Here are top ten movie dresses to start of your journal:
1. Keira Knightley, AtonementEasily the best dress on film in the aughts, this floor-sweeping, slinky '40s evening gown by designer Jacqueline Durran had audiences green with envy. As Cecilia, Keira Knightley wore this tantalizing emerald backless number with spaghetti straps, a wide gathered waistband, high front-slit and perforated neckline in the super-sexy scene against the bookshelf with James McAvoy. A jewel of a gown, it's enough to make us renew our library cards.2. Elizabeth Taylor, Cat on a Hot Tin RoofTechnically, this goes under the dress, but leave it to Liz Taylor to make the full slips and heels she wore as feral cat Maggie in Cat on a Hot Tin Roof as much of a fashion-statement as her carefully-crafted Edith Head gowns. Lingerie as day-wear has never seemed so elegant.3. Cate Blanchett, anything in Elizabeth: The Golden AgeWhile reviews of this sequel were mixed, no one doubted the magnificent royal wardrobe created for The Virgin Queen by costume designer Alexandra Byrne. From daring lace necklines to sumptuous fabrics and saturated colors (think glittering golds, rich reds and regal purples) the splendor's in the details, and on this set, more was always gloriously more.4 Audrey Hepburn, tie: Sabrina and My Fair LadyFashion icon Audrey Hepburn has worn department stores' worth of dreamy concoctions thanks to her bestie, Hubert de Givenchy, who designed many of her dresses on and off-screen. So, we had to declare a tie between Givenchy's uncredited heavenly black-and-white embroidered perfection in Sabrina (with a detachable train, natch) and My Fair Lady's big Eliza Doolittle ascot moment, a slim column lace dress wrapped in bold, contrasting striped ribbon. It won costume designer Cecil Beaton an Oscar for Best Costume Design in the process.5. Nicole Kidman, Moulin RougeThe stylish courtesan strutted her stuff in a lot of bedazzled corsets in Moulin Rouge, but when she was desperate to seal the deal with the unscrupulous Duke of Monroth, she slipped into this seductive, red silk satin stunner that laces up the back. Designed by Baz Luhrmann, Catherine Martin and Angus Strathie, the deep-V bodice also boasts an A-line skirt, train and prominent bustle — definitely a gown to sing about.6. Kate Winslet, TitanicNot-so-gracefully dubbed the "Suicide Jump Dress," Rose thankfully had a change of heart before sinking this exquisitely beaded gown. Lined in lightweight, red silk satin, and embellished with an overskirt of jet-black beads and black lace and tulle, designer Deborah Lynn Scott's period masterpiece thawed our hearts to the frosty socialite (even if it couldn't do anything about that iceberg).7. Grace Kelly, To Catch a ThiefAs one of Alfred Hitchcock's favorite blonde beauties, Grace Kelly positively glowed in this wispy, ice-blue chiffon cocktail dress by Edith Head. Featuring a nipped-in waist, five layers of flowing fabric with a color-blocked stripe of darker blue — plus matching rosette and scarf — the only accessory you'll need to pair this eye-candy with is a toasty tan from the French Riviera.8. Kelly LeBrock, Weird ScienceFor our next New Year's Eve party, we're totally craving this silver, leopard sequined, backless '80s number that Lisa, the supermodel Wyatt and Gary created on Wyatt's computer, wore during the party of the decade. (We'd also take the ability to freeze party guests who annoy us).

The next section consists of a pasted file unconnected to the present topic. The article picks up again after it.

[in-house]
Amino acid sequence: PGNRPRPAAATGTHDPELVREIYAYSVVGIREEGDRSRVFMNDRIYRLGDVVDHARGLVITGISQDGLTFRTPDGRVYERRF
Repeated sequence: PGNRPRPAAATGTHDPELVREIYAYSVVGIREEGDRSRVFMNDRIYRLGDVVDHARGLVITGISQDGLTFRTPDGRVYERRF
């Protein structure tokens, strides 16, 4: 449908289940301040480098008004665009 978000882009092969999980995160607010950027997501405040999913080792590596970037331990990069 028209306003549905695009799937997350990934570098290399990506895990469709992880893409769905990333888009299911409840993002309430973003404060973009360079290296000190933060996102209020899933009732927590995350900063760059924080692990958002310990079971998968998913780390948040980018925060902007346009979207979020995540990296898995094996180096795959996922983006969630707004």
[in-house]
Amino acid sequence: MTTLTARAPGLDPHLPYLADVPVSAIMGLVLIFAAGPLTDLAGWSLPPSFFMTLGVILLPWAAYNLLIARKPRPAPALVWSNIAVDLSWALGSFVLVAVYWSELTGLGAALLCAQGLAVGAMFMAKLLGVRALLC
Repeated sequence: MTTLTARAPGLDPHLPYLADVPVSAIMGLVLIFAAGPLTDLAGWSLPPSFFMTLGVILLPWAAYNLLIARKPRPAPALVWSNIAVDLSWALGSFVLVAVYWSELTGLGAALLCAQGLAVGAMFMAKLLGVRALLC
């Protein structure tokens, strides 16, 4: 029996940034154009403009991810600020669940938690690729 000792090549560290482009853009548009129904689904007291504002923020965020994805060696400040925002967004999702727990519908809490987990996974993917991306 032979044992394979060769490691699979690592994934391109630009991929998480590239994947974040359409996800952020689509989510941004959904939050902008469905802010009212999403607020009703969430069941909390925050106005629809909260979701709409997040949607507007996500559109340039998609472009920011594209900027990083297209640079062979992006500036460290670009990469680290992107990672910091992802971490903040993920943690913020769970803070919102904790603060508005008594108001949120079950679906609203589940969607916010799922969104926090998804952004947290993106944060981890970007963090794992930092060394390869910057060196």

9. Sharon Stone, Basic InstinctSharon Stone perfected minimalist, '90s chic in this crisp, short shift dress with a roll-neck and high-cut armholes when she made a quick, provocative wardrobe change before going downtown for police questioning. Made of winter-white wool crepe by Ellen Mirojnick, its innocent color became anything but during an infamous interrogation scene that left undergarments at an, er, minimum.
10. Marilyn Monroe, Gentlemen Prefer BlondesOh sure, there’s the white halter/steam vent dress. But, Marilyn never looked better — or more in her element — than dripping in diamonds and men in this floor-length, shocking pink, satin frock created by costume designer William Travilla and matching pink gloves as Lorelei Lee. Later copied by Madge herself in the "Material Girl" video, the original sold at auction for $310,000 in 2010. (And yes, ladies, this is the only time a large ass-bow has ever worked).